Our first stop is Santa’s Castle in Storm Lake. This holiday-themed museum is housed in the former Carnegie Library and features 22 displays of more than 100 vintage mechanical characters that once graced department store windows at Christmastime.
They date as far back as the 1920s—the grand era of department stores—and have been restored to working condition. That’s no easy task, considering each piece is operated by its own set of electric motors, levers, gears and timers, which, of course, also date back to the 1920s.
Model train enthusiasts will especially enjoy the model train display that runs on 250 feet of track and fills an entire room.
After our dose of Christmas past, we head to the Harker House. It’s sure to catch your eye with its imposing widow’s walk and full-length shuttered windows. Both reflect the French architecture Storm Lake’s leading families chose for their homes in the late 1800s.
A step inside is to take a step back in time to 1875, when the Harker family moved into their newly completed home. The table is lavishly set with yellow rose Haviland china and silver napkin rings. The furniture, almost all Victorian walnut, is original—purchased in Chicago and shipped to Storm Lake by train.
The ceilings are 11-feet-tall, the draperies elegant and, well… I could go on, but you get the idea that this is a glimpse of the way “the other half” lived back then.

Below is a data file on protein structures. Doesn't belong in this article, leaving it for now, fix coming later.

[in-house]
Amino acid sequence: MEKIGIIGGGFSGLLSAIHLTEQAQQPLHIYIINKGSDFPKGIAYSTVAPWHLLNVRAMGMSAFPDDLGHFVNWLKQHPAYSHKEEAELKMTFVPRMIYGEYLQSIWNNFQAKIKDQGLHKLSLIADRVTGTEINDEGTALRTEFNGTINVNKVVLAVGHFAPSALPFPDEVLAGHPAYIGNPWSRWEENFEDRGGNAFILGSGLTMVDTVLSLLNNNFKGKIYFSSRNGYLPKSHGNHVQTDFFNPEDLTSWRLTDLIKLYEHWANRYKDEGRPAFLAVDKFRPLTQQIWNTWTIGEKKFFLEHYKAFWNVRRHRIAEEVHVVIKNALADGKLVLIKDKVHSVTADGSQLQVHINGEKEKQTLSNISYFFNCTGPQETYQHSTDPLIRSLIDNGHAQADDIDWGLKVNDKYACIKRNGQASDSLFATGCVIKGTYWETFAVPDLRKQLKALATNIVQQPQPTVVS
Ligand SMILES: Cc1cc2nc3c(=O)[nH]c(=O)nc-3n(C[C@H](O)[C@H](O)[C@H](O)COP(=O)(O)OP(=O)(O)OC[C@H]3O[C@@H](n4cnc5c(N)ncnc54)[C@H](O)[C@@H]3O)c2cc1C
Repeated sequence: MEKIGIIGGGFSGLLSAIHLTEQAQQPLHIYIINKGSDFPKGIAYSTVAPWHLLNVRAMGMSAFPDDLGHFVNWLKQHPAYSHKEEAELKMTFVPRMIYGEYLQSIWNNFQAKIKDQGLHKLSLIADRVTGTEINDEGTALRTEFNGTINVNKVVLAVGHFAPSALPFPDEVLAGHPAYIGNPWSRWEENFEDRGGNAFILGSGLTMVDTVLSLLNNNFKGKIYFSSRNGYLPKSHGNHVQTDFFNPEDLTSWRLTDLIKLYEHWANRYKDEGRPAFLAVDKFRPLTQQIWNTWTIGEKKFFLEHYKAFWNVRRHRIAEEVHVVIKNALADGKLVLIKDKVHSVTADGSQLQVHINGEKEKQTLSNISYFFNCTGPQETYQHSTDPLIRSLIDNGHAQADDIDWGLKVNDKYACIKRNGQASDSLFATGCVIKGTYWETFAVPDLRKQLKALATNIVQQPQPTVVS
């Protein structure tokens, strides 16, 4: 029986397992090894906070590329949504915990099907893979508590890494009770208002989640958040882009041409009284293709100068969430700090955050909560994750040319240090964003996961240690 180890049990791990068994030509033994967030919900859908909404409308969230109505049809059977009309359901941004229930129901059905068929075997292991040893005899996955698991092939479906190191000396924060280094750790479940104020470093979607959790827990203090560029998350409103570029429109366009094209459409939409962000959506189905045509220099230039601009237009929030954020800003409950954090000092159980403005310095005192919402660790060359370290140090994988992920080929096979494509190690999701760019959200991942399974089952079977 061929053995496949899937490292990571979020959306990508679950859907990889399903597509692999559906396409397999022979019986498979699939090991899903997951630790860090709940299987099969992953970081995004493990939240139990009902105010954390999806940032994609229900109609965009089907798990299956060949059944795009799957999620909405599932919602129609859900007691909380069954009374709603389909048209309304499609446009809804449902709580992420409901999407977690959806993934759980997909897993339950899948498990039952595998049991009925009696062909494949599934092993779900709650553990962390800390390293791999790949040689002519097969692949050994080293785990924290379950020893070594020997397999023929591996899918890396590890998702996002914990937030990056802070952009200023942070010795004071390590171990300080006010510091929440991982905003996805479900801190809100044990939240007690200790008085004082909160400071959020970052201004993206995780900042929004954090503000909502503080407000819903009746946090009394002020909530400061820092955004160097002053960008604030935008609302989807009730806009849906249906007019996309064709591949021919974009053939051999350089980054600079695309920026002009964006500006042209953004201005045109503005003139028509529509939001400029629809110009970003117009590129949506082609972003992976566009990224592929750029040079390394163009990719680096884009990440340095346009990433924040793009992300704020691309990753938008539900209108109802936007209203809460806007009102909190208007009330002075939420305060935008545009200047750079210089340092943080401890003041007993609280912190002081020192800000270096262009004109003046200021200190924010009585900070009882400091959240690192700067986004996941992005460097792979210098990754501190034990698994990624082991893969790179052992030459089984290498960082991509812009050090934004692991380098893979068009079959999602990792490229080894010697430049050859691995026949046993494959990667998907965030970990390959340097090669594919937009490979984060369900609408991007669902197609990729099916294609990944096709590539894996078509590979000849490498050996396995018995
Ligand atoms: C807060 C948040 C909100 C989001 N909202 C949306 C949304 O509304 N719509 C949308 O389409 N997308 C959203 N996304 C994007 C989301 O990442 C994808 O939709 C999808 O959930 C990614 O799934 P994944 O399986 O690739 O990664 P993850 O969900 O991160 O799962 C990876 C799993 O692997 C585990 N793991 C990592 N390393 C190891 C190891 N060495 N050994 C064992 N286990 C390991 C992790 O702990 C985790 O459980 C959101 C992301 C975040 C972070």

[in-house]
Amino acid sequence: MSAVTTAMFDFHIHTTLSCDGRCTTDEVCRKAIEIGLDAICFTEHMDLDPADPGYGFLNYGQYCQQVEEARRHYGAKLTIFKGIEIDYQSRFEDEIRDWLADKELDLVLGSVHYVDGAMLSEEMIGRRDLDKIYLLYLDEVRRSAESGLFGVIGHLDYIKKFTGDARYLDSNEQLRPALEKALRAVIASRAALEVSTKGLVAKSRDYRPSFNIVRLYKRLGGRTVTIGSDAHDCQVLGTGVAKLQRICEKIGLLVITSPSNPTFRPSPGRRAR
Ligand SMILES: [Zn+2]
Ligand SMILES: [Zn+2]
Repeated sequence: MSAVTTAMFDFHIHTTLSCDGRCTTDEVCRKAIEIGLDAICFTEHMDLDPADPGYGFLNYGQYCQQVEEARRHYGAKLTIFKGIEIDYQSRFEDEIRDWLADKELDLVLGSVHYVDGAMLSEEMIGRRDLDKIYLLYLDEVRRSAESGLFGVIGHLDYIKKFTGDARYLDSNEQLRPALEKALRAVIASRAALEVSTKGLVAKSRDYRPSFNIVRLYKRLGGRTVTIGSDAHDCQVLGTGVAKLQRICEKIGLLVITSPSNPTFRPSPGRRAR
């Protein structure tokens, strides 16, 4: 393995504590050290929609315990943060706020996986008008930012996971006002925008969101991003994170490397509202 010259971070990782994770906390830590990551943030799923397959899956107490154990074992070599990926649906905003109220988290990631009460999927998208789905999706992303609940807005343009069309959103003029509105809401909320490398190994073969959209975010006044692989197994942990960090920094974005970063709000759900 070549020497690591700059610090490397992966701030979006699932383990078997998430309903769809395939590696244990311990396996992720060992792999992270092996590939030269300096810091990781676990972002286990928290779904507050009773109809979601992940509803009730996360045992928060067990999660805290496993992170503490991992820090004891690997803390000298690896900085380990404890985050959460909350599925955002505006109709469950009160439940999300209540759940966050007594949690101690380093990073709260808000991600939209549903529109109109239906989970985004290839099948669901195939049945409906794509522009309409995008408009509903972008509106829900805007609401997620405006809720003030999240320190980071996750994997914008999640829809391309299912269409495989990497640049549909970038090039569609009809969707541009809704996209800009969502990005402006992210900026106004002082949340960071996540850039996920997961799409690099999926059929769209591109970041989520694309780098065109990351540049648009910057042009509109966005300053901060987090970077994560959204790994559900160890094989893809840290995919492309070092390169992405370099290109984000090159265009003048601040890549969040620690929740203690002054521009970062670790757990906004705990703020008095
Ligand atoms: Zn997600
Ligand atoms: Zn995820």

On to the lakeshore! At 3,200 acres, Storm Lake is the fourth largest natural lake in the state and rated in the top five Iowa lakes for fishing. The walleye provide great sport in spring and fall, and through the ice in winter. Catfish is the main catch of the summer.
Don’t miss a bird’s-eye view of the lake from the observation deck of Lighthouse Pointe. The five-mile Hike and Bike Trail follows part of the lakeshore and through eight of the city’s parks. Take special note of the tree sculptures created by award-winning chainsaw artist Jeff Klatt. He’s turned more than 20 diseased trees throughout the city into works of art.
And speaking of trees, you’ll want to meander through the Living Heritage Tree Museum at Sunset Park. There are 50 trees growing there whose heritage can be traced back to important people and events in history: an American sycamore grown from seed that was carried to the moon and back on Apollo 14, an apple tree traced to an original planted by Johnny Appleseed Chapman and the “Little House Cottonwood” that came from a cutting of a cottonwood planted by Charles Ingalls at the family homestead in South Dakota.
This content previously appeared in the popular “Road Trip” series in Our Iowa Magazine. Learn more about the publication at www.OurIowaMagazine.com.